To Boost Ethics, Dutch Bank Employees Swear to God They’ll Be Good

Bank employees in Holland are being asked to swear a very peculiar oath for a country where easily 45 to 60 percent of citizens can be classified as nones:

“I swear that I will do my utmost to preserve and enhance confidence in the financial-services industry. So help me God.”

Which god? This one?

Actually, that Businessweek translation is a little on the tame side. The Dutch text is “Zo waarlijk helpe mij God Almachtig,” which literally means “So truly help me God Almighty.”

The vow is an attempt to boost ethics among bank personnel and increase consumer confidence in financial institutions.

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Sowing Seeds: An Ex-Christian’s Thoughts on the Bill Nye/Ken Ham Debate

“When you’re in love, you want to tell the world.”

So said Bill Nye in Tuesday night’s debate, quoting his famous mentor Carl Sagan to explain his own personal commitment to science education.

The aspect of Nye’s performance in the Creation Debate that most impressed me had nothing to do with his scientific arguments, his command of logic, his skilled rebuttals, or even his patience. What has stayed with me is the enthusiasm and passion with which he communicated. It’s the same passion — that unabashed sense of “Wow, isn’t this stuff neat!” — that made me a fan of his television show all those years ago. Put simply, I love that Bill Nye is in love.

That passion matters. The debate we saw may have been about facts and logic, but the real fight (which Nye referenced more than once and has spoken about in the past) is for the future of society. Will we continue to learn about the world around us in ways that let us explain, predict, and problem-solve? Or will we cling to superstitions that stunt the growth of our knowledge, preferring to find our answers in literalized ancient mythology?

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South Dakota Bill That Would Have Allowed Teachers to Promote Intelligent Design in School is Killed by Its Sponsor

Last week, South Dakota legislators proposed Senate Bill 112, a bill that would allow teachers to preach Intelligent Design despite the fact that it’s essentially synonymous with pushing religion in the classroom:

In short, the law — sponsored by over a dozen Republicans — would make it legal for teachers to push ID without punishment.

However, today, the bill’s main sponsor, Jeff Monroe, said he was scrapping the legislation because, as one reporter put it, “it was badly written”:

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Ken Ham: The Debate Audience Wasn’t All White! There Were At Least Two Dark-Skinned People There!

Creationist Ken Ham is not happy with Time magazine (so, hey, we have that in common) because of how one of their bloggers characterized the audience for Tuesday night’s debate against Bill Nye:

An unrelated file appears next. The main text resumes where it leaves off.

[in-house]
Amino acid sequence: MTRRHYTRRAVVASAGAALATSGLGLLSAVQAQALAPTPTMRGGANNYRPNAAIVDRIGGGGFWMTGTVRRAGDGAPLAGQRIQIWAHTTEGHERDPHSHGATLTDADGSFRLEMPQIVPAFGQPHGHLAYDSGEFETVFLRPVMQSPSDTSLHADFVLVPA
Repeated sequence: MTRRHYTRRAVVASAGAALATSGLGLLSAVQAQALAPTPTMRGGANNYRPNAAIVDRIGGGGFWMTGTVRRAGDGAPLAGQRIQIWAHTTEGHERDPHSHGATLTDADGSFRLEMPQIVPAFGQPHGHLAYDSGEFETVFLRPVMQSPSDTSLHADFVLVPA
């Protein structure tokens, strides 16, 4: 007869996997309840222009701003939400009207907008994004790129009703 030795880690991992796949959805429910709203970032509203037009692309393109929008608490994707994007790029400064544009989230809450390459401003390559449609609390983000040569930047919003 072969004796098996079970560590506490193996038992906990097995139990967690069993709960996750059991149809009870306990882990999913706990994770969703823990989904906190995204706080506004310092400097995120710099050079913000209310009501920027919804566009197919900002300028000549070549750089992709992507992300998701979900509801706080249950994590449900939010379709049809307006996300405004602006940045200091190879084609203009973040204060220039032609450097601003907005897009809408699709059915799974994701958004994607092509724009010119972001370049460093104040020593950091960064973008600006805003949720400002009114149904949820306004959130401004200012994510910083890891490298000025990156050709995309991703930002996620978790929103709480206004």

2 minutes [into the debate]. Nye, in his signature bowtie, and Ham, with his Aussie accent, hop on stage, shake hands, and ready themselves behind their respective Apple laptops (only Nye’s has stickers). Nye stands on the left. Ham is on the right. The cameras pan to an all-white audience.

Ham is upset because the audience was totally not just white people and he quotes one of the commenters on Time‘s website to prove it:

All-white audience? In the second row there was a distinguished-looking man with very dark skin, and in the third row was another African-American man. I didn’t have to look any further than the first three rows to know that the Time reporter was dead wrong. See for yourself at a recording of the debate, found at www.debatelive.org . Makes me wonder if I can really trust this writer and her observational skills. I wonder, too, if Time.com will now place a “sic” next to the obviously wrong claim. So, editor, will you please?

A few thoughts about this:

Elizabeth Dias, the Time writer, was live-blogging the debate using the livestream. I was doing the same thing, and when I saw the camera pan across the audience, I noticed the lack of diversity, too:



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Pope Francis, Now In Dark Chocolate. Bill Donohue To Explode in 5, 4, 3….

You may remember that in in 2005, Italian-Canadian sculptor Cosimo Cavallaro crafted a life-size chocolate Jesus that greatly offended Catholic League grandstander Bill Donohue. Donohue told Cavallaro that the artwork was ”one of the worst assaults on Christian sensibilities ever,” and added, ”You’re lucky I’m not like the Taliban, because you would lose more than your head.”

Donohue had better break out the nitroglycerin pills again, because artist Mirco Della Vecchia just rendered another Catholic figurehead in chocolate.



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